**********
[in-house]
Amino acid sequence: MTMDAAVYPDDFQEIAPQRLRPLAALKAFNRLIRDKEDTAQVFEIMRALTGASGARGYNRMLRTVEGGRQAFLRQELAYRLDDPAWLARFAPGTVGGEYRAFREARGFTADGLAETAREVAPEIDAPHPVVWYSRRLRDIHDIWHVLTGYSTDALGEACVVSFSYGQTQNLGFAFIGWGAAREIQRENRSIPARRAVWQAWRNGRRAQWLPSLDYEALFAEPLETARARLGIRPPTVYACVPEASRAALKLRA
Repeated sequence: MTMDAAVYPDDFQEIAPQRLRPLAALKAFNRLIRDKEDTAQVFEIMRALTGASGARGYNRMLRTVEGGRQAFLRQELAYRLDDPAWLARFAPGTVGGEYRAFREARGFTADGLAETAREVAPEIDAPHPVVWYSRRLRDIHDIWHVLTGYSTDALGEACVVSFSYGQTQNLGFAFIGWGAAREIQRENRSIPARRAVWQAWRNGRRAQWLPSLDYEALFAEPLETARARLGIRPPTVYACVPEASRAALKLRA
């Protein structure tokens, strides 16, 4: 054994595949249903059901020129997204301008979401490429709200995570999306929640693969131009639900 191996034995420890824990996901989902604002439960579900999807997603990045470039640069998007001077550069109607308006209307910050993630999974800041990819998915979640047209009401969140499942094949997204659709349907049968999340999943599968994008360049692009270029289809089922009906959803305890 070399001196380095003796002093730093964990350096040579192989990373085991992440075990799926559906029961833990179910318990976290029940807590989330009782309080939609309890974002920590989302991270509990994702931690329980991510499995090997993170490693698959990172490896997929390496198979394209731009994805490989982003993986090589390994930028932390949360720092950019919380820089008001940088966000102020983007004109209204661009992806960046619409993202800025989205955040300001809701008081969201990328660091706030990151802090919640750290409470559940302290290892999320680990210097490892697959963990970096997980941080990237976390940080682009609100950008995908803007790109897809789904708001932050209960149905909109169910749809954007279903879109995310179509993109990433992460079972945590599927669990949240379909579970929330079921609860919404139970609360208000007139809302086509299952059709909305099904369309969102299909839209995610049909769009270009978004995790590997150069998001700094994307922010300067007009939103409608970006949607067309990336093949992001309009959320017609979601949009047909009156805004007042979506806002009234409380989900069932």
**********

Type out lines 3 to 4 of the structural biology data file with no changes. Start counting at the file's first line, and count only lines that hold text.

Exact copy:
Repeated sequence: MTMDAAVYPDDFQEIAPQRLRPLAALKAFNRLIRDKEDTAQVFEIMRALTGASGARGYNRMLRTVEGGRQAFLRQELAYRLDDPAWLARFAPGTVGGEYRAFREARGFTADGLAETAREVAPEIDAPHPVVWYSRRLRDIHDIWHVLTGYSTDALGEACVVSFSYGQTQNLGFAFIGWGAAREIQRENRSIPARRAVWQAWRNGRRAQWLPSLDYEALFAEPLETARARLGIRPPTVYACVPEASRAALKLRA
């Protein structure tokens, strides 16, 4: 054994595949249903059901020129997204301008979401490429709200995570999306929640693969131009639900 191996034995420890824990996901989902604002439960579900999807997603990045470039640069998007001077550069109607308006209307910050993630999974800041990819998915979640047209009401969140499942094949997204659709349907049968999340999943599968994008360049692009270029289809089922009906959803305890 070399001196380095003796002093730093964990350096040579192989990373085991992440075990799926559906029961833990179910318990976290029940807590989330009782309080939609309890974002920590989302991270509990994702931690329980991510499995090997993170490693698959990172490896997929390496198979394209731009994805490989982003993986090589390994930028932390949360720092950019919380820089008001940088966000102020983007004109209204661009992806960046619409993202800025989205955040300001809701008081969201990328660091706030990151802090919640750290409470559940302290290892999320680990210097490892697959963990970096997980941080990237976390940080682009609100950008995908803007790109897809789904708001932050209960149905909109169910749809954007279903879109995310179509993109990433992460079972945590599927669990949240379909579970929330079921609860919404139970609360208000007139809302086509299952059709909305099904369309969102299909839209995610049909769009270009978004995790590997150069998001700094994307922010300067007009939103409608970006949607067309990336093949992001309009959320017609979601949009047909009156805004007042979506806002009234409380989900069932």